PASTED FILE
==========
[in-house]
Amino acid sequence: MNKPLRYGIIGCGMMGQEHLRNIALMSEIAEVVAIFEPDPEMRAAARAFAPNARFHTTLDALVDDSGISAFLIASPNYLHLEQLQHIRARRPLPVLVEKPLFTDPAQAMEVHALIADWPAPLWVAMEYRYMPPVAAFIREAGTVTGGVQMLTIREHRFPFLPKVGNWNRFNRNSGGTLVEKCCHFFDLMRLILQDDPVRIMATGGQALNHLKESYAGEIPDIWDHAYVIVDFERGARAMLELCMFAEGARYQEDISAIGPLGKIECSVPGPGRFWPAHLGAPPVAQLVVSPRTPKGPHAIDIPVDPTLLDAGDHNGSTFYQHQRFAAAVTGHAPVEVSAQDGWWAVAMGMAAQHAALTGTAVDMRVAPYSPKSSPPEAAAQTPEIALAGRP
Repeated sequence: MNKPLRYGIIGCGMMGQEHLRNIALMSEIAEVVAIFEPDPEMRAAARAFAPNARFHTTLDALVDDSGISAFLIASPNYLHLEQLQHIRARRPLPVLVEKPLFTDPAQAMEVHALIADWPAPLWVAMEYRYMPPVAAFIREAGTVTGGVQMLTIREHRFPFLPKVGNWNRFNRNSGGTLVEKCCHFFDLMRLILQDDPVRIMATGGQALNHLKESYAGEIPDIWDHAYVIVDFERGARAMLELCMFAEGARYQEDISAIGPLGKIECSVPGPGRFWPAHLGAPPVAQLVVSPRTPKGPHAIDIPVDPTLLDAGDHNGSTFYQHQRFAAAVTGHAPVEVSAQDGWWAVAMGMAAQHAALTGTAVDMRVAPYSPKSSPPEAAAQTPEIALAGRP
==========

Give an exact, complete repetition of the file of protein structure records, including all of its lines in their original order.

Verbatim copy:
[in-house]
Amino acid sequence: MNKPLRYGIIGCGMMGQEHLRNIALMSEIAEVVAIFEPDPEMRAAARAFAPNARFHTTLDALVDDSGISAFLIASPNYLHLEQLQHIRARRPLPVLVEKPLFTDPAQAMEVHALIADWPAPLWVAMEYRYMPPVAAFIREAGTVTGGVQMLTIREHRFPFLPKVGNWNRFNRNSGGTLVEKCCHFFDLMRLILQDDPVRIMATGGQALNHLKESYAGEIPDIWDHAYVIVDFERGARAMLELCMFAEGARYQEDISAIGPLGKIECSVPGPGRFWPAHLGAPPVAQLVVSPRTPKGPHAIDIPVDPTLLDAGDHNGSTFYQHQRFAAAVTGHAPVEVSAQDGWWAVAMGMAAQHAALTGTAVDMRVAPYSPKSSPPEAAAQTPEIALAGRP
Repeated sequence: MNKPLRYGIIGCGMMGQEHLRNIALMSEIAEVVAIFEPDPEMRAAARAFAPNARFHTTLDALVDDSGISAFLIASPNYLHLEQLQHIRARRPLPVLVEKPLFTDPAQAMEVHALIADWPAPLWVAMEYRYMPPVAAFIREAGTVTGGVQMLTIREHRFPFLPKVGNWNRFNRNSGGTLVEKCCHFFDLMRLILQDDPVRIMATGGQALNHLKESYAGEIPDIWDHAYVIVDFERGARAMLELCMFAEGARYQEDISAIGPLGKIECSVPGPGRFWPAHLGAPPVAQLVVSPRTPKGPHAIDIPVDPTLLDAGDHNGSTFYQHQRFAAAVTGHAPVEVSAQDGWWAVAMGMAAQHAALTGTAVDMRVAPYSPKSSPPEAAAQTPEIALAGRP